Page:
Recently, while I was reading over J$’s monthly updates on his net worth I noticed a category for a large cash hoard, which he calls “Monster Cash.” As any typical man, my jealousy immediately spiked, and I said to myself, “I want a large sum of cash too!” :) (sounds like my kids do when one gets something and the other doesn’t.)
In all seriousness it’s really got me thinking…it sure would be nice to have this security blanket….this option…this opportunity. As the sole breadwinner for our family of five it really appealed to me. I struggle from time to time with worry (insecurity) of being without work to provide for my family. In thinking of J$’s large cash hoard, I thought there are a lot of benefits. Here are five reasons I came up with for having a large sum of cash.
As shaky as the economy has felt since 2008 it constantly feels like everyone’s job is being looked at. “Is it needed or not“? For myself, I often struggle with the fear of being laid off, and having this “security blanket” of cash would help with that insecurity. It also provides my family with additional security if I were to suddenly pass away (heaven forbid), which would help supplement my life insurance policy. All in all, the large sum of cash will help provide a buffer against any unforeseen events (granted they aren’t unforeseen to our Heavenly Father).
When I think of a large sum of cash I immediately think of the Oracle of Omaha, Warren Buffett. Berkshire Hathaway, is constantly sitting on a large sum of cash ($49 billion as of June 2011) looking for excellent companies that they can buy out. With this cash they are able to be in a better position when hard times come and gobble them up for pennies on the dollar. Is your investment philosophy similar? Are you saving up cash in search of the right opportunity? Personally, I always hate the feeling I have when I’m presented with a good business opportunity, and can’t pull the trigger, because I don’t have the cash. Every good portfolio starts with a large sum of cash!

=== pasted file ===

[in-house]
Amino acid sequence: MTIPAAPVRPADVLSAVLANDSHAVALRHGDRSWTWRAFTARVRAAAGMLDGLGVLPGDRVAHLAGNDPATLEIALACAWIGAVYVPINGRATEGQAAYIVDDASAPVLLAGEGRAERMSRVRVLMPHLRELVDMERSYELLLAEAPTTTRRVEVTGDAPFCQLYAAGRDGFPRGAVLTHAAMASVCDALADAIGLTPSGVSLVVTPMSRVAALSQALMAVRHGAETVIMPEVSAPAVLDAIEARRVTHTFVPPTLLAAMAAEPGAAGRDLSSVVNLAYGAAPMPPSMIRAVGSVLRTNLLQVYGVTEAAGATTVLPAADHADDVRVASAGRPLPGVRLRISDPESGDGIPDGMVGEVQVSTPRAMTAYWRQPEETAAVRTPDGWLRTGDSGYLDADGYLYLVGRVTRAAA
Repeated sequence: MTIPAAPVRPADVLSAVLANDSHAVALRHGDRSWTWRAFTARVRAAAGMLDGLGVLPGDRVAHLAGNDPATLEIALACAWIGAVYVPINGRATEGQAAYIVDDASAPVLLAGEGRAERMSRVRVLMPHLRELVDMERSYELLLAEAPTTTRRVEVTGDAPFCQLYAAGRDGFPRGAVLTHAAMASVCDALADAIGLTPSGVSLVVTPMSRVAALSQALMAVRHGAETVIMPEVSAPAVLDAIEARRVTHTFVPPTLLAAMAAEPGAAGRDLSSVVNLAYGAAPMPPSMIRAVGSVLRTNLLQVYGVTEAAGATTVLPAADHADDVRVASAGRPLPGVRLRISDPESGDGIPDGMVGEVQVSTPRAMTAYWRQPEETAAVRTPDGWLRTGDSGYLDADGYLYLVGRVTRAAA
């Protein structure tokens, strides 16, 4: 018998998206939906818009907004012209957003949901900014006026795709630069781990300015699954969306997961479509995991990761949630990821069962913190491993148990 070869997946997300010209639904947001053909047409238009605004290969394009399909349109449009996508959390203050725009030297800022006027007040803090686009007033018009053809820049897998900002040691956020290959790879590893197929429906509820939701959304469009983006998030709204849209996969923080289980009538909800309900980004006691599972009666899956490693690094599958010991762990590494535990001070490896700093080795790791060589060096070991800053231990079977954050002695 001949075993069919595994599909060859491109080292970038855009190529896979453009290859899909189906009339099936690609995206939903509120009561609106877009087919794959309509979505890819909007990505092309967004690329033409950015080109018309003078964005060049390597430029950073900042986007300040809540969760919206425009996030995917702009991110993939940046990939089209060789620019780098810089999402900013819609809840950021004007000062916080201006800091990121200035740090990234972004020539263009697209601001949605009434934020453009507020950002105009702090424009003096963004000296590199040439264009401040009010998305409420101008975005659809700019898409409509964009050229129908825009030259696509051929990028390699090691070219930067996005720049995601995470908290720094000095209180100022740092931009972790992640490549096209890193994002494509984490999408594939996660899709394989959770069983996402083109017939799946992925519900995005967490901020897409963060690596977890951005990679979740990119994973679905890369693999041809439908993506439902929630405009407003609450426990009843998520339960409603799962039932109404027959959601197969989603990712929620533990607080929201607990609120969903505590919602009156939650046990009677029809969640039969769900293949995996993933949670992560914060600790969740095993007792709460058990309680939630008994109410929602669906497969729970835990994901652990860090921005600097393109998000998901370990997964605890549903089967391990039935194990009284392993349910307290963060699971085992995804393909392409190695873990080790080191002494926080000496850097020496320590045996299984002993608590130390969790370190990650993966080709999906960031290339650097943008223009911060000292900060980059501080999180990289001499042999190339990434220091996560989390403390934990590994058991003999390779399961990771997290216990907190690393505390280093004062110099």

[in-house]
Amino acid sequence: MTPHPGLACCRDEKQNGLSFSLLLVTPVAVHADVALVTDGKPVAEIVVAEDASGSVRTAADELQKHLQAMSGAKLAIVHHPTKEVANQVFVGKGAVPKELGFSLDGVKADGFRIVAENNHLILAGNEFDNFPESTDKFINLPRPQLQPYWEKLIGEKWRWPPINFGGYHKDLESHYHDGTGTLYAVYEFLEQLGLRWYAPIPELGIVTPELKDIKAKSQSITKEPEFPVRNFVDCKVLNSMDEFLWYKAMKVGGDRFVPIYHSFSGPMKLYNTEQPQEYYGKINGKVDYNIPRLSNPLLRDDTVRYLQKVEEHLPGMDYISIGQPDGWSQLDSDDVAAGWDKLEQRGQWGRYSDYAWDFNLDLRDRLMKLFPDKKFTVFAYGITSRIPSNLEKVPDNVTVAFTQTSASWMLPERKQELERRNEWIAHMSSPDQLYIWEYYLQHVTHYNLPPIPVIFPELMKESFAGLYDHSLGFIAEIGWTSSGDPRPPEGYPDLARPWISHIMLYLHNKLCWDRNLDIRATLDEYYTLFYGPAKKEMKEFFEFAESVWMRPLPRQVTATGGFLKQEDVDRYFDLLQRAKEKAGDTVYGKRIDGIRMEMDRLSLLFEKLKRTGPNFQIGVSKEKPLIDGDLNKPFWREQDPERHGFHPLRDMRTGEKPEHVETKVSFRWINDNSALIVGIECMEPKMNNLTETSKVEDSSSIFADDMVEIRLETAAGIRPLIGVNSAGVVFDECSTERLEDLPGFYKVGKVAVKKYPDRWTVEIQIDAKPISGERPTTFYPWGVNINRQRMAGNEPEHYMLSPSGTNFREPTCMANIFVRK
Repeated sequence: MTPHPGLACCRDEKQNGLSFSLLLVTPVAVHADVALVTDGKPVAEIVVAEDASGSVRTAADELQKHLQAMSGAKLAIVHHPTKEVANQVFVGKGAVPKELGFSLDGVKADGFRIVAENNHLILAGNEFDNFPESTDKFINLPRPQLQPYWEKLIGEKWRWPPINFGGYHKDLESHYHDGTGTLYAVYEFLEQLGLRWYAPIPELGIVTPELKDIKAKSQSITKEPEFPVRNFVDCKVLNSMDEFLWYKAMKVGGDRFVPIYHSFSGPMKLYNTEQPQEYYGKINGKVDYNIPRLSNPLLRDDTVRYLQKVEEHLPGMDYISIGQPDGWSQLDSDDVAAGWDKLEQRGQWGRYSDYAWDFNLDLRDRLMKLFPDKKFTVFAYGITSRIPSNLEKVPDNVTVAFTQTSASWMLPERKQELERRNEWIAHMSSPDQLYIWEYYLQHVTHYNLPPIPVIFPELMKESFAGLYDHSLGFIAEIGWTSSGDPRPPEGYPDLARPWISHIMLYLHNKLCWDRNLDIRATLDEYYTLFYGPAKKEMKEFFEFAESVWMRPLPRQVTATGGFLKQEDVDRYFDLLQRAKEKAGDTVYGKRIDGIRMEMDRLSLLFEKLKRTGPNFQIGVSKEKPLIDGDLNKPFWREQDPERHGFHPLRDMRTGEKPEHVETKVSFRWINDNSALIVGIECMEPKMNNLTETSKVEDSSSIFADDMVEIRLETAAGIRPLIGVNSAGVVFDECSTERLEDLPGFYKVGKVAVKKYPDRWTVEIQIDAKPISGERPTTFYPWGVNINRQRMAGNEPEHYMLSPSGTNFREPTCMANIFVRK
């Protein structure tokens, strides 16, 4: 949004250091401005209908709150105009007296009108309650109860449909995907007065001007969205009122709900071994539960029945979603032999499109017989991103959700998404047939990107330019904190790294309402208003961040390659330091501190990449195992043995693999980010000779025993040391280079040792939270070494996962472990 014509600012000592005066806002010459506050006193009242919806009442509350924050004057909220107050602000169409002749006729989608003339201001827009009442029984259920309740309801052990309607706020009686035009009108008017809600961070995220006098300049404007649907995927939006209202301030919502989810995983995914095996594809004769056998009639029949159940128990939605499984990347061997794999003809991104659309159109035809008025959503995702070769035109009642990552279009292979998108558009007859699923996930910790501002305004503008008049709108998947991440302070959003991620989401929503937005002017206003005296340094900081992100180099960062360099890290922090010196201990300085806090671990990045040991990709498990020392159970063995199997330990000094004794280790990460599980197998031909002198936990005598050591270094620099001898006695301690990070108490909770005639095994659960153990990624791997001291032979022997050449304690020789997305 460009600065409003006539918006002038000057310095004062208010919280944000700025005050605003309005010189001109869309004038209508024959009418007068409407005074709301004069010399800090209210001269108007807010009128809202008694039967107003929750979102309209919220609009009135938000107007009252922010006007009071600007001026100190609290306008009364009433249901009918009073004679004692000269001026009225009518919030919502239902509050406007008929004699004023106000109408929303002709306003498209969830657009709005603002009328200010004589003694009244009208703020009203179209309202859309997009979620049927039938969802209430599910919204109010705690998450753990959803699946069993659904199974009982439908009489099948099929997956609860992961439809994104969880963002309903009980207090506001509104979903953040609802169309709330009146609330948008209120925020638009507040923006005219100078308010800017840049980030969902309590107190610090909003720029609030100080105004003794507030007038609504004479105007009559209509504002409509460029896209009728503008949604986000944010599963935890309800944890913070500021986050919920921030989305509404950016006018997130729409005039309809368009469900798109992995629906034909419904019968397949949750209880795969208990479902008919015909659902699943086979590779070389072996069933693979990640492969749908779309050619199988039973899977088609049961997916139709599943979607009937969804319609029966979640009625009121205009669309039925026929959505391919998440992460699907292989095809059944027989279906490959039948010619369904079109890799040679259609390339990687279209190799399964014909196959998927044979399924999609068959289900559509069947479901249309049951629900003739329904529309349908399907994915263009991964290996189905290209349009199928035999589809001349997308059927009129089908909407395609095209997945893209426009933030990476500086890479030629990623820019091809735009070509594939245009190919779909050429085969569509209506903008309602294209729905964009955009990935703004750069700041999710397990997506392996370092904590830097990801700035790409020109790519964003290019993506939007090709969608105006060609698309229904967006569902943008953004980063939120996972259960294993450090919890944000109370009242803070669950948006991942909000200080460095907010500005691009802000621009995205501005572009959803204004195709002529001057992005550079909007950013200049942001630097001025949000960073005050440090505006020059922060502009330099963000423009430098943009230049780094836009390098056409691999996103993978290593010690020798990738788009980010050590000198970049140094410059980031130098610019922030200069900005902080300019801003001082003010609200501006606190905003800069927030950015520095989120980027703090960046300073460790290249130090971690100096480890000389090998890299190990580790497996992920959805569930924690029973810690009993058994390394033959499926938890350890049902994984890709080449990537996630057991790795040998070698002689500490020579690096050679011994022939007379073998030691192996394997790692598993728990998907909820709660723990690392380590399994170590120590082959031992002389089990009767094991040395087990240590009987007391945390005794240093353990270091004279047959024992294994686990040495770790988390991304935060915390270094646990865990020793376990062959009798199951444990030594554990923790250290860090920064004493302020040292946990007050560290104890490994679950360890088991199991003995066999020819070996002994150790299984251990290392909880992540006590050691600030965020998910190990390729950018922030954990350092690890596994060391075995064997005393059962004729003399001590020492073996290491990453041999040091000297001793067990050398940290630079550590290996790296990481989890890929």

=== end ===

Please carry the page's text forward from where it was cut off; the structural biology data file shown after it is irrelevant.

Opportunities to Take Greater Risks
Have you ever heard of the phrase, “The rich keep getting richer“? A big reason the rich keep getting richer is that their cash reserves give them opportunities to take greater risks. Take for example the show, “Shark Tank”. Tons of inventors are coming to wealthy venture capitalists to pitch an idea that they hope to sell. The sharks are the ones with all the money. They hold all the cards and are able to take the risks because of their cash position. For me, one of the greatest sharks that comes to mind is Mr. Potter (richest man in Bedford Falls) in the 1946 movie, It’s a Wonderful Life. When everyone was making runs on the bank, Mr. Potter, was patiently waiting. Offering 50 cents on the dollar for everyone’s bank account. Start building your large cash sum, and you just might have the opportunity to take a few more risks.
Saving Money on Interest Debt or Credit Card
I hate debt! I hate it so much that I make it a priority to have an emergency fund to weather bad financial storms. Using a large sum of cash to avoid debt is very noble. It fits in line with my avoidance of being a slave to any lender. When my dad went through bankruptcy in 2008, I had the revelation that “No one can foreclose on you if you owe no one nothing.” As simple that truth may seem to many people it’s something we often forget. Signing up for debt is an agreement to servitude. In bondage until payment is received in full. Use your large sum of cash to avoid debt, and save tons of money on interest charges!
Survive a Layoff
I write an awful lot about preparing for a layoff, and contingency plans if you are ever laid off. I don’t know if it’s my own insecurity or what, but this topic is one I feel very passionate about. To battle this I actively do three things. First, I work on developing my multiple streams of income. If you’re every out of work, then this extra income with help out more then you’d ever know. Secondly, I’m constantly looking at ways of reducing my fixed expenses (deadweight). Finally, I actively work every paycheck to build up our family’s cash reserves. These cash reserves all play into answer the question, “How long can I survive being laid off?” Previously, financial planners and TV hosts were recommending 3-6 months in reserves, but with the condition of the economy, many people have shifted to as much as 12 months. Do you know how long your cash reserves could last you?
Well, TTG readers, these are just a few of my ideas. I’d love to hear why you have a large cash reserve or want too? What is your reason?